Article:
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I’m one of those people who love spending a day engaged in some kind of outdoor physical activity, even when it’s cold and windy. I’m extremely aware of the need to apply sunscreen and try to take care of my (ageing) body and muscles as much as possible. But inevitably, I always suffer from a few bouts of painful windburn during the winter.

If you’ve ever experienced windburn, you’re familiar with the stinging, burning sensation that can result from a fun-filled winter adventure (or sometimes just a walk to the store). When my skin is windburned – often on my face – it can develop a reddened appearance, taking the “rosy winter cheeks” thing to the extreme. It’s not a look I’m very fond of.

For about a day afterward, my skin also feels extremely dry, slightly warm and somewhat painful – not a sharp pain but an overall tenderness that I try to combat with moisturiser (which is usually moderately successful). Though there have been times when the burning sensation has been pretty intense, most often I’d liken it to what a mild sunburn feels like.

According to the experts I talked to, windburn is pretty common. As little as 15 minutes of exposure can lead to the condition, says Dr. Adam Friedman, a professor and the chair of dermatology at the George Washington University School of Medicine & Health Sciences. It turns out that skin, especially on the face, is quite tender.

To learn more, I talked to dermatologists about what windburn actually is, what makes it so painful and – because most of us can’t just stay inside all winter – how to prevent it.

What Is windburn, anyway?

“Windburn is an injury to the skin barrier which causes the top layer of your skin, called the stratum corneum, to dry out,” Friedman says.

As wind hits the skin, it pulls out water via convection, he says. That’s why you’re more likely to end up with windburn after skiing, snowboarding or cycling outdoors – all activities that increase wind resistance. Though the stratum corneum only needs a small amount of water to function, losing it may disrupt the process of skin cell turnover. This is why windburn can happen so quickly.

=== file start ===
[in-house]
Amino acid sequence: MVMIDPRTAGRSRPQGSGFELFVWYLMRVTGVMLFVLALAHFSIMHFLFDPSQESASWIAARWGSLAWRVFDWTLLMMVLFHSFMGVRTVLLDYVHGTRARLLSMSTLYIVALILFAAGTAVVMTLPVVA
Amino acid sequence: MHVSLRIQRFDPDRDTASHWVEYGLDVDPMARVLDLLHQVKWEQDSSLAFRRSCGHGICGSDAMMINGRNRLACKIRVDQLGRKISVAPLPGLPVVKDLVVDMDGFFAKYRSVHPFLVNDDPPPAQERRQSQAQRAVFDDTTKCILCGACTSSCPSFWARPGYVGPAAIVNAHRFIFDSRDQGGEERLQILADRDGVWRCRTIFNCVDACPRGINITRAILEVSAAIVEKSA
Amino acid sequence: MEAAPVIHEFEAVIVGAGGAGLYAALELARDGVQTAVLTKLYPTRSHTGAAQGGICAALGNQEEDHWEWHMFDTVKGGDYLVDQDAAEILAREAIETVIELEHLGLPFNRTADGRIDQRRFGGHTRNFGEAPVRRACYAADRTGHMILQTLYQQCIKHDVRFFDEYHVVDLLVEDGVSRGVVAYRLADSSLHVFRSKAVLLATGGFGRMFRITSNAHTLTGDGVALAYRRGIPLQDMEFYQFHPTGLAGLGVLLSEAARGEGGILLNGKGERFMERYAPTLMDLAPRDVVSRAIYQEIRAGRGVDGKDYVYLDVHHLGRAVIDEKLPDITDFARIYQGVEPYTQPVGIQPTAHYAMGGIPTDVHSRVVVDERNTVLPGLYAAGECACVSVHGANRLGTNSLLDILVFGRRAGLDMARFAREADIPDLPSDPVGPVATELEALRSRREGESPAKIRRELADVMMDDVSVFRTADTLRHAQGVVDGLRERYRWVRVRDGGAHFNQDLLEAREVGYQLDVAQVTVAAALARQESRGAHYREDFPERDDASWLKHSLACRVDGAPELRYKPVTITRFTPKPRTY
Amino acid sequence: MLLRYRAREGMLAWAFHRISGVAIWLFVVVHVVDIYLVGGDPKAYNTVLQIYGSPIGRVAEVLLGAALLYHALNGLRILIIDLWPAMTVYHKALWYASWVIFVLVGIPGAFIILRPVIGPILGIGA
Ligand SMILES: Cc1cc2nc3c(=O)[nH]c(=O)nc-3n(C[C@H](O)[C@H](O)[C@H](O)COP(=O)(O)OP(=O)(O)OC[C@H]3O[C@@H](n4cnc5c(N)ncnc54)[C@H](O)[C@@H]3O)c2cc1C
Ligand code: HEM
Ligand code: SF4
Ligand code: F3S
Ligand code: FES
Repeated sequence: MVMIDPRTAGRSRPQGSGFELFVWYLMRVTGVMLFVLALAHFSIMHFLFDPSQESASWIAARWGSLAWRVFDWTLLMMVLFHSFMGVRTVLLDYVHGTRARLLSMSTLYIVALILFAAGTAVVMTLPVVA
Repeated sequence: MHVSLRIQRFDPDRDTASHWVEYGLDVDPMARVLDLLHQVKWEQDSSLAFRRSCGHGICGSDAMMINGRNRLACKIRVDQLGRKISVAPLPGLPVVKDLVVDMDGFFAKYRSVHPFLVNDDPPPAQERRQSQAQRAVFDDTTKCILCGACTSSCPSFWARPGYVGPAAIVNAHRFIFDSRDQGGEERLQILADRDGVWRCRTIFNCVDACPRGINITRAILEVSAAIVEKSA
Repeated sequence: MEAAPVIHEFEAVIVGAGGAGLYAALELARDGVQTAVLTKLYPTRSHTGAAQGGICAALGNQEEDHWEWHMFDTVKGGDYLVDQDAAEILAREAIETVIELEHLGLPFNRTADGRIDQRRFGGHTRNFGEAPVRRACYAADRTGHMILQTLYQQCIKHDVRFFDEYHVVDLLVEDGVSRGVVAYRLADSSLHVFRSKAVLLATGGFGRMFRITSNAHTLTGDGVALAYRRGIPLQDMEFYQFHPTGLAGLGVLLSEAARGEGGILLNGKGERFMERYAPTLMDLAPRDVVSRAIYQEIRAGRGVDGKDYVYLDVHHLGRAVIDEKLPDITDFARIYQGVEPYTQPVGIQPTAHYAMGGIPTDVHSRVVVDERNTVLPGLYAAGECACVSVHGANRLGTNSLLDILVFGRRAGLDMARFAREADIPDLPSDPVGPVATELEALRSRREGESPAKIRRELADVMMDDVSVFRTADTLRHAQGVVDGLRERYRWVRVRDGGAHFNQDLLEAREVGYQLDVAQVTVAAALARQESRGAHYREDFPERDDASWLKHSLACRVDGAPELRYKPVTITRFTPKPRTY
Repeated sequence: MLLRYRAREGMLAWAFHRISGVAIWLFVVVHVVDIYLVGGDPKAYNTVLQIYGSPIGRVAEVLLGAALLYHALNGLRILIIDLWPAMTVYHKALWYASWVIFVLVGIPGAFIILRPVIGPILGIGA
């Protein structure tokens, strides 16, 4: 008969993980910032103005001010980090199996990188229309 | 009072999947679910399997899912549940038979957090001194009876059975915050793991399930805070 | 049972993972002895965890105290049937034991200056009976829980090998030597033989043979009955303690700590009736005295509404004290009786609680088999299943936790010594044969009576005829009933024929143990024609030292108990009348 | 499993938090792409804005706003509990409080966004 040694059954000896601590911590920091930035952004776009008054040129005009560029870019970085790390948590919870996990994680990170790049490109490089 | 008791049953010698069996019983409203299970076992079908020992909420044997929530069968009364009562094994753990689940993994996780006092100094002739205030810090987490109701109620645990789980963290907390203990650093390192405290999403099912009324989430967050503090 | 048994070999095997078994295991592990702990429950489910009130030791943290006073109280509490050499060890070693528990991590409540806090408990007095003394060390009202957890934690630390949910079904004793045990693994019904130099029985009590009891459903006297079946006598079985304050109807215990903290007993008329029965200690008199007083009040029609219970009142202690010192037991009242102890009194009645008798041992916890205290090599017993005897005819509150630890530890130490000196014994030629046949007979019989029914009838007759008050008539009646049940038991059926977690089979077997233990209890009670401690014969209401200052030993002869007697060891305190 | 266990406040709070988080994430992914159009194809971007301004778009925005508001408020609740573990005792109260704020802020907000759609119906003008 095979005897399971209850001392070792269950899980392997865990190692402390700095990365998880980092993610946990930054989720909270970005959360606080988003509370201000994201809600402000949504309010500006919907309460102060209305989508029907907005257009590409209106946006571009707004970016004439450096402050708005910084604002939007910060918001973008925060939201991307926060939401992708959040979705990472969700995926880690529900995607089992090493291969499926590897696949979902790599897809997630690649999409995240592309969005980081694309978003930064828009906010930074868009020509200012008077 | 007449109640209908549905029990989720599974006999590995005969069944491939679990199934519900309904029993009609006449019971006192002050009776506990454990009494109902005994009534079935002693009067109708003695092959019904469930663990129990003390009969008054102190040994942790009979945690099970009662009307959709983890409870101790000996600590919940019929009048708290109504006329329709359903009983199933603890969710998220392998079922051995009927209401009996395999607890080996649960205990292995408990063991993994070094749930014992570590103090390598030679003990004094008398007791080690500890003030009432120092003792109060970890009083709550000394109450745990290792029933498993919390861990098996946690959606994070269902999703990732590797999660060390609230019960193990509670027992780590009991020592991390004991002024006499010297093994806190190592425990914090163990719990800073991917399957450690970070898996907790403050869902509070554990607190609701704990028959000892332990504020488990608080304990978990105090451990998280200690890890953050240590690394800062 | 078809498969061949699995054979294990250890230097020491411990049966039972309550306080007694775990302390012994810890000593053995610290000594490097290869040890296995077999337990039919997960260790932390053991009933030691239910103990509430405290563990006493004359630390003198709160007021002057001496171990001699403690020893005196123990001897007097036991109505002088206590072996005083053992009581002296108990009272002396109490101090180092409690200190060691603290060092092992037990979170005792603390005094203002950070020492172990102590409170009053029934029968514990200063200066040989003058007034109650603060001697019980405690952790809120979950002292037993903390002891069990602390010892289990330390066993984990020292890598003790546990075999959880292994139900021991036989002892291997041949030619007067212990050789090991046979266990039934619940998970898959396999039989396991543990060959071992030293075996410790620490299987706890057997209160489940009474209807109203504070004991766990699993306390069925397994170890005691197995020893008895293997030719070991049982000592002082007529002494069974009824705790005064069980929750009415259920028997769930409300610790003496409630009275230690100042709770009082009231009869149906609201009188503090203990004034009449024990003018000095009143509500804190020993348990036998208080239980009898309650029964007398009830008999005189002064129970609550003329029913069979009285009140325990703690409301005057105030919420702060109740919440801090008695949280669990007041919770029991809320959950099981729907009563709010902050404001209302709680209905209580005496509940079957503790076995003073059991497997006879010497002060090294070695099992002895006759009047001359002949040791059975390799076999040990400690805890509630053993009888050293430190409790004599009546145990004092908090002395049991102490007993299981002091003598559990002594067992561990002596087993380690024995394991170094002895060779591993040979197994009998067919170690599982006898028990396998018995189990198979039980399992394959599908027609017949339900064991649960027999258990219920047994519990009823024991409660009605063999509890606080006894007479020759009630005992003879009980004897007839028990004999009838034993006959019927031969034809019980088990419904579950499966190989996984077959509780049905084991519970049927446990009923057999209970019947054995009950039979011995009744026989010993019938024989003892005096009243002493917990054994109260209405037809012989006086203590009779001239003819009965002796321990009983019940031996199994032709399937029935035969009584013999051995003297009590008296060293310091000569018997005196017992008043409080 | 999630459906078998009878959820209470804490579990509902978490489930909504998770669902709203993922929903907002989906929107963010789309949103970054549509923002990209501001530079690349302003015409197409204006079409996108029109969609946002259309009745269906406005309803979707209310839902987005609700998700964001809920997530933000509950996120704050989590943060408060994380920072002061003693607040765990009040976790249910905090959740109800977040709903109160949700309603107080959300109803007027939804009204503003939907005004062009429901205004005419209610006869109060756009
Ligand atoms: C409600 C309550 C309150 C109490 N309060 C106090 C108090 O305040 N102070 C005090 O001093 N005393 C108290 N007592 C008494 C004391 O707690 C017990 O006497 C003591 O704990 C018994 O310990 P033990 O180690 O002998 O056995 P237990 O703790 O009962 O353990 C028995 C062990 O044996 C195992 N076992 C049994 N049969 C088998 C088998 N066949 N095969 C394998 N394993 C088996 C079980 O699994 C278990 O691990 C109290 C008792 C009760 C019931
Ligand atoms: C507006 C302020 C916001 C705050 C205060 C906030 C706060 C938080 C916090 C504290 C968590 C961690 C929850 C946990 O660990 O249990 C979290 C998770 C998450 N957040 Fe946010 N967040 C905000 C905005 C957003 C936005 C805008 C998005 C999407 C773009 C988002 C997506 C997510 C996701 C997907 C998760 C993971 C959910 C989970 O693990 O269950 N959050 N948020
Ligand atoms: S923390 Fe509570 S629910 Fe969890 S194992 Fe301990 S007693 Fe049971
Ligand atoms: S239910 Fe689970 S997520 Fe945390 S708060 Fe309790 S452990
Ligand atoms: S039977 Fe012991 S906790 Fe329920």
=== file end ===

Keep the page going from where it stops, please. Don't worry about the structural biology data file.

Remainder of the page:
“Our skin is constantly kicking dead cells to the curb and bringing in new ones. And when that turning-over process ceases, the skin becomes rigid. It holds on to dead cells that should be getting the boot, then starts to crack,” Friedman says.

While any part of the body can get windburn, people most often experience it on the face. “The skin on your face is more sensitive because it’s thinner,” says dermatologist Dr. Rajani Katta, an author and a member of the volunteer clinical faculties at Houston’s Baylor College of Medicine and McGovern Medical School.

A second element of windburn has to do with cold hitting the skin, which causes blood vessels to dilate. According to Friedman, this is what produces the burning sensation we associate with windburn, as well as that dreaded red appearance.

How is windburn related to sunburn?

My windburns often feel similar to sunburns. While Friedman doesn’t quite agree with the suggestion that windburn is simply sunburn during the colder months, he does point out that skin is more sensitive to sun exposure when it isn’t “turning over correctly.” So if the skin is already inflamed because of windburn, it’ll be more susceptible to sunburn, and vice versa.

“Sunburn can influence the skin’s ability to get windburned because when you have a sunburn, the skin doesn’t function correctly. The skin is already dried out,” Friedman says. “So I think they play off one another, but I don’t think they’re analogous. I think UV [ultraviolet] radiation can make it easier to get windburn, but then windburn can make it easier to get sunburn.”